Fitness

Gym, Gains & Getting Going

It’s been almost a year and a half since I started my fitness journey. There’s been a whole load of ups as well as some downs that I genuinely thought I wouldn’t come back from. I’ve laughed, I’ve cried, I’ve put myself in hospital and I’ve found a bunch of supportive as fuck, kick ass people.

I talked about starting this journey a good six months before I found a personal trainer and stepped a foot in the gym. My mind was torn between thoughts of wether I could actually do this and wether it even mattered what I thought, I just needed to do it

Honestly that first step was the hardest but also one of the best I’ve ever taken in my life.

When I first started it was off the back of being bed bound and I didn’t really have a goal other than to just get my ass there and survive.

Starting an exercise routine is hard enough as your average sedentary person. When you add some chronic pain, seizures and all the other health problems that can come along with them, it’s even fucking harder.

I still don’t have a specific goal other than surviving the session, but the affect regular training has had on me over the last 18months has been incredible, There may not have been some drastic weight loss transformation, but the changes physically and mentally have made every tear or panic attack worth it.

  • I’ve gained a lot more muscle and strength than I thought I ever would.
  • I’ve gained confidence
  • A good 80% of the time I can get off the floor myself if I have a seizure.
  • I’ve learnt the difference between good and bad pain.
  • Physically I cope with high pain days better
  • I’ve gained a little control of my diet. It’s not perfect but it’s also not total chaos.
  • I’ve learnt that weight / the number on the scale is not the be all and end all.
  • I’ve made some really close friends and finally on this list…..
  • I’ve proved in more ways than one I’m stronger than I thought

The main point of this post wasn’t just to tell you what I’ve learnt so far on this never ending journey…. (It’s a lifestyle y’all).

I also wanted to encourage others who may be thinking of working out, getting a personal trainer and taking that first step. Plus those who may be early on in developing a regular exercise routine, yeah it’s gonna suck at times but keeping at it may just change your life.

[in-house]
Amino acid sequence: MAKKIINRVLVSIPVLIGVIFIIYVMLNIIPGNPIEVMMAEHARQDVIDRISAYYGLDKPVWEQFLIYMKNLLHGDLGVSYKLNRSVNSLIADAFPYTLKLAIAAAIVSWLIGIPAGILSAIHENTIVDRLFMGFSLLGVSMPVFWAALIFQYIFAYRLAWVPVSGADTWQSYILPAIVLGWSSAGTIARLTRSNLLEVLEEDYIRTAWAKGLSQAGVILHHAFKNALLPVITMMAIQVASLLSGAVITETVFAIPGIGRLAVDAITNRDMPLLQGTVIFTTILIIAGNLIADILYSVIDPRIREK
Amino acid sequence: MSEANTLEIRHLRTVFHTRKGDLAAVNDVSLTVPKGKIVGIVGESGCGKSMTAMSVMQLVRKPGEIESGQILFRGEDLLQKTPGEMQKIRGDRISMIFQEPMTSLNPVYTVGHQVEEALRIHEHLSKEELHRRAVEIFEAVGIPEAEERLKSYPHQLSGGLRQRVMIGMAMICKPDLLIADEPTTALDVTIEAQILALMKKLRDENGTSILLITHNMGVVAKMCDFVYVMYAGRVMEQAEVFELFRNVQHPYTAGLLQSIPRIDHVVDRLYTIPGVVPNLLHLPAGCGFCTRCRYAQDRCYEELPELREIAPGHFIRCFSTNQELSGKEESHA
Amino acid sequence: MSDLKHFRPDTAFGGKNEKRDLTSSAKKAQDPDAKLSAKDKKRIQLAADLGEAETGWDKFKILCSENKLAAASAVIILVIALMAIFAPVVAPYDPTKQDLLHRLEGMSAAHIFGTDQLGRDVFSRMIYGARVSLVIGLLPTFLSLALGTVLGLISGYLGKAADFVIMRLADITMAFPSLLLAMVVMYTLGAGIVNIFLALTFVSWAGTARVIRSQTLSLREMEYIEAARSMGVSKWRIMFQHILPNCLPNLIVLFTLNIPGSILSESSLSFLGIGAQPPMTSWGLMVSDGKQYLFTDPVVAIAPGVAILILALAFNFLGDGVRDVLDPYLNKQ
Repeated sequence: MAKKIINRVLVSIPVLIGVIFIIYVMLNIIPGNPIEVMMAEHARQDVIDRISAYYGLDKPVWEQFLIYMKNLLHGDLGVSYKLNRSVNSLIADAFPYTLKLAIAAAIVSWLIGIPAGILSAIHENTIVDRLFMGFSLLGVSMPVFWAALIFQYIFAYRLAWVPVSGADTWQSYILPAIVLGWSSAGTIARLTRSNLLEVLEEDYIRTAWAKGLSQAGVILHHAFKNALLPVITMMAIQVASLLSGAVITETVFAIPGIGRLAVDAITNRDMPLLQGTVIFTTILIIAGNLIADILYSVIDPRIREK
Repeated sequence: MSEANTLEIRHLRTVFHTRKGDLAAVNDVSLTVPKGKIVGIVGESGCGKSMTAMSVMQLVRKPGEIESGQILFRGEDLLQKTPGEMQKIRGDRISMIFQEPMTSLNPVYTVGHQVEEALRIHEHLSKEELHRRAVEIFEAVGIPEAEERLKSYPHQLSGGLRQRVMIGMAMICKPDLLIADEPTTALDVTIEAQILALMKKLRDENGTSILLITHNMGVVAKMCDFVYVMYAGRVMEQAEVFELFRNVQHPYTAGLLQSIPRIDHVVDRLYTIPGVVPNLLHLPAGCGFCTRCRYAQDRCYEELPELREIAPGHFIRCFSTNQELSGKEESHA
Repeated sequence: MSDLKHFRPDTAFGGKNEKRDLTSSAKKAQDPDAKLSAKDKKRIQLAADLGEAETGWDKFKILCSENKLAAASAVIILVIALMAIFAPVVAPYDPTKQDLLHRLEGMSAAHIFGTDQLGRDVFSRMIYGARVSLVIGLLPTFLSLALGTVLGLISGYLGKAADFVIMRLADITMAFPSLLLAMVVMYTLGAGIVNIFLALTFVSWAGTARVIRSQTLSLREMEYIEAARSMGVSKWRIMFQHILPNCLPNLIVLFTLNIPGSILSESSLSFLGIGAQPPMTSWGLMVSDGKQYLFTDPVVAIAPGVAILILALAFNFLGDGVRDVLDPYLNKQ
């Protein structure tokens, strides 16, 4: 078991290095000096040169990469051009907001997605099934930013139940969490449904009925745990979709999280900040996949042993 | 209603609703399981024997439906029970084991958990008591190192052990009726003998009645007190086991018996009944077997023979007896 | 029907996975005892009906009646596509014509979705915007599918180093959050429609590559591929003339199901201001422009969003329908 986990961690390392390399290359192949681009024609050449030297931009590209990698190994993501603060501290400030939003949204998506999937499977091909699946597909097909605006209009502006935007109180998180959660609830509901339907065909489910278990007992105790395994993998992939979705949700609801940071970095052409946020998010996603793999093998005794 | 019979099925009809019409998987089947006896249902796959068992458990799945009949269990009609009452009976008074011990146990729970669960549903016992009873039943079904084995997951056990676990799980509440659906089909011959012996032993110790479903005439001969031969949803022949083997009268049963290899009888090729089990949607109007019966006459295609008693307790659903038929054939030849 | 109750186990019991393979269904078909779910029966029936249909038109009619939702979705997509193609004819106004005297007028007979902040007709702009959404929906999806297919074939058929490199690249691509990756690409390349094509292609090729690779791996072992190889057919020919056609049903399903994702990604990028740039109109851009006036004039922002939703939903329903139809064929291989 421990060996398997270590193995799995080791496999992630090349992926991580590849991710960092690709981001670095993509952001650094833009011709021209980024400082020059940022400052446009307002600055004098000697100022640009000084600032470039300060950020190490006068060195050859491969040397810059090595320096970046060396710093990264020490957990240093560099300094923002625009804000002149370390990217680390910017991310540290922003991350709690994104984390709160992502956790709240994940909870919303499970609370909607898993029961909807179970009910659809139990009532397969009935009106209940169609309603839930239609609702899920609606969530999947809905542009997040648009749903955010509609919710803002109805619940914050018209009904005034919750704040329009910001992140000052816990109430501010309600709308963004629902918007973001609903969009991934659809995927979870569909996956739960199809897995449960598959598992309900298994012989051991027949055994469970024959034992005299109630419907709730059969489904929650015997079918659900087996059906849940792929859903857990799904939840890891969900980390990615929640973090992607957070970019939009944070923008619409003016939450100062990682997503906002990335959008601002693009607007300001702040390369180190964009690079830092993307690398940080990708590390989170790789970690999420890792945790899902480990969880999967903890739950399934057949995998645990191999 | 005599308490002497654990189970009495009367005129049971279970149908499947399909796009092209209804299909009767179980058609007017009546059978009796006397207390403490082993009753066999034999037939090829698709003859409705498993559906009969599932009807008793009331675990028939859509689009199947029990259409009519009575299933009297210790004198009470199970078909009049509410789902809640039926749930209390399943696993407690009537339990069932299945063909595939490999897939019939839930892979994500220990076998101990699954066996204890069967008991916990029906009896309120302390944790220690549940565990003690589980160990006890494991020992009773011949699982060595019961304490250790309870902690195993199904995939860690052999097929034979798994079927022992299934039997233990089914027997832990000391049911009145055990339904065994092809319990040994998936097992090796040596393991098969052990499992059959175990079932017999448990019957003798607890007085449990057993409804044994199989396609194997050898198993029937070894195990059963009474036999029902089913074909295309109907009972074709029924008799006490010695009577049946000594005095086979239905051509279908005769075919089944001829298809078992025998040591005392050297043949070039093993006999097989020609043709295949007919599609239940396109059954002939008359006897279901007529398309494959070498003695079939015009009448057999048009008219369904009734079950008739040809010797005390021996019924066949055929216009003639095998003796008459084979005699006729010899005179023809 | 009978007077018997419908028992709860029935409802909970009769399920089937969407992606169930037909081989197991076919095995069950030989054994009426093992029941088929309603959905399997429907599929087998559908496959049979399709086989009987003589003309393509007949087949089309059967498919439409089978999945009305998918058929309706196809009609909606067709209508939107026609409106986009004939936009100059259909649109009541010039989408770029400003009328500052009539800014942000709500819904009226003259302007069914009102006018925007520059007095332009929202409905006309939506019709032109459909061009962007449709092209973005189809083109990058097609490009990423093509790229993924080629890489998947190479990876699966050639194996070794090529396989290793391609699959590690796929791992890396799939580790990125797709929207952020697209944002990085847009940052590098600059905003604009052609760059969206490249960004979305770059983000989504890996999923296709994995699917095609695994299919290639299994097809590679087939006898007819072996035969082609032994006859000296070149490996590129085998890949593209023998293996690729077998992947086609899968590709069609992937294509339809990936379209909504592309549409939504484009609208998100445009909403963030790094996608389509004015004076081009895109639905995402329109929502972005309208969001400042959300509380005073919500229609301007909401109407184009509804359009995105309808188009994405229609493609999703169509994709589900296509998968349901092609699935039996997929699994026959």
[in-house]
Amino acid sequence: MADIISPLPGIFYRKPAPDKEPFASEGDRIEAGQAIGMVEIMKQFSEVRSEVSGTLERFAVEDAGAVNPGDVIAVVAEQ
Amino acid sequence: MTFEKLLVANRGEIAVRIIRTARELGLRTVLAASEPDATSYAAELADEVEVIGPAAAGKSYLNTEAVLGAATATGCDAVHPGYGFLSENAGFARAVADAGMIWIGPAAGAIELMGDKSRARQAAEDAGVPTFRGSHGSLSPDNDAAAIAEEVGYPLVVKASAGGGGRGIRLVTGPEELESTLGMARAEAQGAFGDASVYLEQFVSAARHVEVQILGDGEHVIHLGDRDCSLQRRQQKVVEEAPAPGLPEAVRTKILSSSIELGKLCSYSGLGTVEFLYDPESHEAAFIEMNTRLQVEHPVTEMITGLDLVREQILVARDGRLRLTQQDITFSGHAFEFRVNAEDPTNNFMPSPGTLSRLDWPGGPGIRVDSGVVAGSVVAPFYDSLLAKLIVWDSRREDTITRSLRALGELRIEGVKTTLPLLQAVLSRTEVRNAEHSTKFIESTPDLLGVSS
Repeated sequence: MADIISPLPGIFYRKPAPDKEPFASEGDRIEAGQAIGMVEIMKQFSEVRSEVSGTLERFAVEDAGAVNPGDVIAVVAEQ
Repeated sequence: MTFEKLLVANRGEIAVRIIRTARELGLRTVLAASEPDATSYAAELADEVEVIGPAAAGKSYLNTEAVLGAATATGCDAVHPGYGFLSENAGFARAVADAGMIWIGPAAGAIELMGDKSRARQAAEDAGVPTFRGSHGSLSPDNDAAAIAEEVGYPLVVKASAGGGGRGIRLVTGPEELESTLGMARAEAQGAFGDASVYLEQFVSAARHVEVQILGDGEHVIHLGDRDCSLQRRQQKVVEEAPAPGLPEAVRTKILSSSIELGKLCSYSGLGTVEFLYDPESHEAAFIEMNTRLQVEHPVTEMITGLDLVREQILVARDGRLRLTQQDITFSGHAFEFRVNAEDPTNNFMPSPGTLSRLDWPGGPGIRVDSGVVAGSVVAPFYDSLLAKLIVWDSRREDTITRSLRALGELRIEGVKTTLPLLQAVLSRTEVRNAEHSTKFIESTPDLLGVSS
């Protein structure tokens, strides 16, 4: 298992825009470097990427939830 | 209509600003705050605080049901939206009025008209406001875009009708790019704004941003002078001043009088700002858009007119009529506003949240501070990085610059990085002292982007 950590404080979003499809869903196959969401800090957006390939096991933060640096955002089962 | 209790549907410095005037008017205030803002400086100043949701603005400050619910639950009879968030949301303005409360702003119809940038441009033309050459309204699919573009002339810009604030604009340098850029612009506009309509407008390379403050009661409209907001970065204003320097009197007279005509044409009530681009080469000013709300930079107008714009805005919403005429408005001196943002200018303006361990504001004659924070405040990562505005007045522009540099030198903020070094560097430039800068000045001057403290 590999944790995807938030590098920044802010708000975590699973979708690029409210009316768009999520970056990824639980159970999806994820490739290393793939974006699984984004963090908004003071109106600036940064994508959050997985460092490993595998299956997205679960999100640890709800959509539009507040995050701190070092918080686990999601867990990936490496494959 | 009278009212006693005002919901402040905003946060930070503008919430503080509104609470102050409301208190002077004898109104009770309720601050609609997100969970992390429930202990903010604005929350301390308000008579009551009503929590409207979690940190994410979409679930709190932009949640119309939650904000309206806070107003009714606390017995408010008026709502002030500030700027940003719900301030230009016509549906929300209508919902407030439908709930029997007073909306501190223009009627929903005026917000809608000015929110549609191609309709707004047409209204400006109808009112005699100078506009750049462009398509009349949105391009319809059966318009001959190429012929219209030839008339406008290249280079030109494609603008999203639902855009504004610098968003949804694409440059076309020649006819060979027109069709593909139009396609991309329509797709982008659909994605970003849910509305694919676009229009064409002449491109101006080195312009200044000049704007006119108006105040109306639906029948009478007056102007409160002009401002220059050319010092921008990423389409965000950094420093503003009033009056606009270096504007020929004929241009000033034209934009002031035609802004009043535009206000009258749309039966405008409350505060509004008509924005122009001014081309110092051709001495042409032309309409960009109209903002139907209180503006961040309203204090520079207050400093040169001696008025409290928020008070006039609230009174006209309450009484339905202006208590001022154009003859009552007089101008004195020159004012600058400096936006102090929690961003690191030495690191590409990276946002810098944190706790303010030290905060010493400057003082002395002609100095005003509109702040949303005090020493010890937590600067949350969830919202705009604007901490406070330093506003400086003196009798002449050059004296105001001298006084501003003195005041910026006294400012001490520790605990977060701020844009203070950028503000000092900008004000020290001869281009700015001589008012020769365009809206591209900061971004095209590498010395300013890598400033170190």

I dunno if you’ve found my rambling helpful or not. I deffo want to do more fitness type posts including fitness fashion. Us big boobed, plus size girls like to look cute while melting in our own sweat. #Facts

If you’ve got an idea or suggestion for a post let me know and until next time…..

Love Always

Charlotte

xxx

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chronic illness · Fitness · Uncategorized

Going To The Gym With Chronic Pain.

At the end of March I started getting serious about my fitness journey. It was something I’d talked about probably for the last 6 months. I just hadn’t got round to doing it. Honestly I think it was fear that put me off. The fear of hurting myself and ending up adding to my existing pain.

That hasn’t been the case though and I’ve enjoyed every gym session. Even the ones where I’ve felt like shite and dragging myself to a workout has been the last thing I wanna do. Don’t get me wrong it’s not been easy, but investing in a personal trainer and a gym membership has definitely been a worthwhile investment.

I’m still very early into my training programme and have been sharing my journey so far across social media, mainly for myself, as a way of holding myself accountable and keeping a visual diary of any progress.

Mentioning the decision to get fit online was really fucking scary. I’d be a liar if I said all the feedback has been positive but judging by my inbox several people have been ‘inspired’. (I’m no inspiration believe me) I hope this post helps in some way based on my experience so far.

Getting started on your fitness journey first of all requires some brutal honesty with yourself, mainly are you really ready? Whilst there’s no doubt that exercise can be helpful at any point in your chronic pain journey, jumping in full force only a few weeks after diagnosis sounds like it could only end badly. My personal belief is that you need to have already grieved for your past life and accepted your condition and limitations BEFORE making the decision to ‘get fit’.

This leads to my next point about being somewhat stable. Working out requires being able to tell the difference between what is your ‘normal’ pain that you can push past, (I hate the term normal but can’t think of another way to word this) acute pain that means something’s wrong / you need to stop and finally the good pain associated with a good training session. Yeah I know, believe it or not there is a ‘good’ type of pain, who’d of thought?

You need to be able to commit. Ready to commit. This whole journey has been outrageously frustrating at times. There’s been tears more times than I’d like to admit. There’s been a lot of laughs too though. You can’t just give up at the first hurdle. Unfortunately you’ve just gotta accept it’s gonna be hard at times.

Be open minded and flexible. Originally my goal was to just be able to get out of bed, show up and survive a training session. Now we’re coming into October and my goal has changed. Not every day or session is gonna be easy. Life gets in the way, health gets in the way. Accept that this is a journey and sometimes there’s going to be bumps in the road.

Take things one day at a time and try not to get discouraged. That’s my plan anyway.

You can follow and keep up with my journey on Instagram.

Charlotte

xxx